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Michael Wardian Knows What It Takes to Win a Marathon
The winner of Saturday’s SunTrust National Marathon has his sights set on the Olympics. Here’s how he’s planning to get there. By Melissa Romero
Comments () | Published April 21, 2011
Wardian won the SunTrust National Marathon last week, his fifth time winning the event in six years. Photograph by Chris Leaman
Chances are Michael Wardian has already logged more miles on foot this year than most people will by December.

The ultra-marathon runner capped off his fifth race this year—more than 140 miles total—last Saturday at the SunTrust National Marathon. For the fifth time in six years, Wardian was first to cross the finish line, beating out a field of 50 elite runners with a time of 2:23:01.

Though a win at home never hurts, the Arlington native was unable to achieve his bigger goal: qualifying for the Olympic trials. “So I guess I failed even though I won,” Wardian says.

He has until January 2012 to shave his time down to two hours and 19 minutes—and a dozen marathons this year to go. He’ll run two races between April and May in South Africa, a total of 90 miles, and one week later he’ll run the 50-mile North Face Endurance Challenge. In September, he’ll try to win the 100K World Championships in the Netherlands. (A third-place finish last year wasn’t enough.)

While Wardian is undeniably a serious athlete, he’s not a professional runner who has the luxury of running full-time. That means he’ll be unable to travel a month in advance to prepare for a 135-miler in Death Valley; he’ll have to acclimate in Thomas Jefferson Community Center’s sauna instead. It also means somehow getting in 15 to 20 miles a day, in between working a full-time job as an international ship broker and helping his wife, Jennifer, take care of their four- and two-year-old sons.

An average day for Wardian goes something like this:

4:45 to 5:30 AM: Get up and run for an hour or an hour and a half on the treadmill. Once a week, he’s on the track: “When I get home, my kids wake up and I make them cereal. They hang out with me, and we watch Power Rangers. I let my wife sleep in until 7:15 or so and then I head to work.”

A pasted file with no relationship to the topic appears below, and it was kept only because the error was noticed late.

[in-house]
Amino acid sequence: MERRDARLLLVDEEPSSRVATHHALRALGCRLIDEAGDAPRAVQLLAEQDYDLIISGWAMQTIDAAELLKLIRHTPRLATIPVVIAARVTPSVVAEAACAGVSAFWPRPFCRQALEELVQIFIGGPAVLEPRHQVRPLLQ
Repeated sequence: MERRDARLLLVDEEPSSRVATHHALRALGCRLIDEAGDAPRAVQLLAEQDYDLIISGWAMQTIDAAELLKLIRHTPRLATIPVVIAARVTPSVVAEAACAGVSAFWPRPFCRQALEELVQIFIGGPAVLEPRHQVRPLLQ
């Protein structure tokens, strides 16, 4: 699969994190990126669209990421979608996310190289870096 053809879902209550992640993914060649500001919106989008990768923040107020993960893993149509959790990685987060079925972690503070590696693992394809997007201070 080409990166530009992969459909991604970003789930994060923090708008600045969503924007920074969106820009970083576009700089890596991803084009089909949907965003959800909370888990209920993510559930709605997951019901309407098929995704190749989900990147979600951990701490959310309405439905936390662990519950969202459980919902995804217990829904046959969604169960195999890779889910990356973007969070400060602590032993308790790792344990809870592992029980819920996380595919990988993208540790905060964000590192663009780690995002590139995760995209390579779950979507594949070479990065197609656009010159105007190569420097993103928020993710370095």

11:10 to noon: “I try to get out for a lunch run, which is about 45 to 50 minutes, but it can go as long as 60 minutes.”

By the end of the day and about 20 miles later, Wardian says he’s just like any other dad: “I do the whole bed, bath, read-stories thing.” But once his kids are tucked in, he might try to fit in another round on the treadmill or spinner bike.

“It’s a tight schedule,” Wardian says, “but it’s the only way to fit it all in.”

It’s not a life he ever expected. Most elite runners get into the sport at a young age, but Wardian didn’t hit his stride until college. As a lacrosse player at Michigan State University, Wardian ran only to stay in shape. It wasn’t until 1995, when he saw photos from the Boston Marathon, that he thought, “Cool—I want to do that.”

He qualified for the world’s oldest annual marathon at his first race, the Marine Corps Marathon. “Then I went to Boston and I just got hooked on running,” he says. “People said, ‘You can’t run three marathons in a month.’ So I did.”

By 2004, Wardian had qualified for the Olympic trials, and four years later he won the US National Championship in the 50K. For the past three years, he’s been on the top tier of the podium.

Though still not a pro, the six-foot, 139-pound runner has learned a lot from his first few years in the running world: (1) Don’t overdo it on carbs the night before a race: “I used to eat like five pounds of pasta, and the next day I could barely move.” (2) When you’re running a multi-day race in the Sahara Desert, don’t just pack mac and cheese: “By the second day I never wanted to see mac and cheese again. By the end of the race I was like, ‘I’ll eat a table leg!’ ” (3) Number your running shoes: “I go through 30 to 40 shoes a year: trainers, flats, and racing shoes. I have so many of the same kind I have to number them, because eventually they all start to look beat up and old and have mud caked on them.”

But most important, says Wardian, he’s learned to constantly set goals for himself. It all harks back to that original goal to run a marathon in 1995. “I started running to stay in shape and stuck with it,” he says. “I decided to start setting goals and it kind of kept progressing. And I’m still trying to progress.”

Sixteen years later with 150 marathons under his belt, what’s another 4,000 miles?

What He Likes

Wardian shares some of his favorite trails, gear, and more.

Running trails: Although Wardian is a treadmill fiend—he broke a world record for fastest marathon run on a treadmill—he also likes to hit some nearby trails when he gets the chance. Wardian often runs Shirlington’s WO&D trail to Purcellville, and he likes the Potomac Heritage Trail, which goes for 11 miles along the river. DC’s Rock Creek Park is another favorite, and the more difficult trails at Great Falls Park in Maryland are worth the trip.

Running gear: Wardian likes wearing running shoes and clothes by the North Face. As a sponsored athlete, he has some input when it comes to its product design. A fellow teammate helped create the North Face’s Men's Animagi Jacket, which combines a long-sleeve zip-up and vest together into one.

Pre-marathon meal: A big glass of water with oatmeal and honey and a PowerBar. Wardian has been a vegetarian for 17 years. He’ll stock up on bananas, apples, pears, mangoes, and grapes at Whole Foods.

Post-marathon meal:
“I’m usually not hungry for a while, and then I get waves of hunger like a pregnant person,” Wardian says. He’ll crave random foods but usually something salty. “It depends on how hot and hard the race was.”

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